- Special Enrollment Periods can occur outside of these other dates if you move or lose your health insurance coverage.
You can apply for Medicare either online or through a licensed insurance agent. Many website entities have licensed brokers who are able to talk you through the options they have online.
Medicare.gov also has a Medicare Plan Finder to shop and compare options in your state.
Another option is State Health Insurance Assistance Programs (SHIP). The service offers free help in your local area to help you navigate your options.
Let’s recap your options. Starting three months before your 65th birthday, you can:
- Apply for Medicare Part A and Part B through Social Security. You can also determine your retirement benefits at the same time.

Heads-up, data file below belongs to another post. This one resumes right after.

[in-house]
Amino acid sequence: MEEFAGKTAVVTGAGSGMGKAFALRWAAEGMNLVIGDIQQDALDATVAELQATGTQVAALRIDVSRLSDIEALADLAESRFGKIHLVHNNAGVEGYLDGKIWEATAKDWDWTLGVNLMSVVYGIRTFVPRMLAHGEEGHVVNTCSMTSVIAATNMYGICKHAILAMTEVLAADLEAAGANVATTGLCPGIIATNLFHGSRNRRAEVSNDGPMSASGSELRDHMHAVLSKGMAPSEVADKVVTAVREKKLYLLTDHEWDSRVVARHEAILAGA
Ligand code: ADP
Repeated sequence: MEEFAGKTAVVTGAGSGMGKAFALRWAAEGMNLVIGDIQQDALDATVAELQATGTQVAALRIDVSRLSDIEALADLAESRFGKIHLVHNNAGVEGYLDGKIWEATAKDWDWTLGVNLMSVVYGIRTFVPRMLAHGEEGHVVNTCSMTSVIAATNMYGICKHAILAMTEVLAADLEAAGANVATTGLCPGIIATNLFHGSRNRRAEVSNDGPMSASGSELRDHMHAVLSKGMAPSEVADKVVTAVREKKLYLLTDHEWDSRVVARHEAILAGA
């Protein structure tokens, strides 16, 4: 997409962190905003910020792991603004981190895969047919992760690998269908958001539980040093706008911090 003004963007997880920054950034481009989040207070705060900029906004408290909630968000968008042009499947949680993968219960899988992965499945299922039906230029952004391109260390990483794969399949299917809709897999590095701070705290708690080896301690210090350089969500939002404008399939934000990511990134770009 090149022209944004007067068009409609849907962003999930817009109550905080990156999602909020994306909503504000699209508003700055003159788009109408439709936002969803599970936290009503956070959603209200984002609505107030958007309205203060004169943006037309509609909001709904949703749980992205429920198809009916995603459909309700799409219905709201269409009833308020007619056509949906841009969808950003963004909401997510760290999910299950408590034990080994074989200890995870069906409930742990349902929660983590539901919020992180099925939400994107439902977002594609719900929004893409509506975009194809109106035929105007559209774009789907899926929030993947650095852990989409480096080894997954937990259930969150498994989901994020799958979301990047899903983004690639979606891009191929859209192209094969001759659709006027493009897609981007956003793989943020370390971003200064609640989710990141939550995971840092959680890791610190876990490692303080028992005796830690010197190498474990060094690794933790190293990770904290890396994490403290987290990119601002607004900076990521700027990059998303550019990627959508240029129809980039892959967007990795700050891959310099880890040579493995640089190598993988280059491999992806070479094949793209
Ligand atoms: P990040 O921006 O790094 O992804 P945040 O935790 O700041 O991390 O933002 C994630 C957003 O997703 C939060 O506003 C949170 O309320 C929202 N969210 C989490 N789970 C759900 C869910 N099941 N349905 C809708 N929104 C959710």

- Decide if you want to supplement your Original Medicare coverage with a Medigap plan.
- Determine if you want to enroll in Part D prescription drug coverage.
- Look at Medicare Advantage plans and coverage options.
Then, during Open Enrollment, you can:
- Make changes to your existing Medicare coverage by dropping or adding coverage.
- Switch from an Original Medicare plan to Medicare Advantage.
- Switch from Medicare Advantage to Original Medicare.
- Change Medicare Advantage plans for better network options or price points.
The most important thing is to shop around every year during Open Enrollment to see if you can reduce your costs. Once you decide how you want your Medicare plan structured and administered, you’re on your way to making a decision on health insurance for the next year.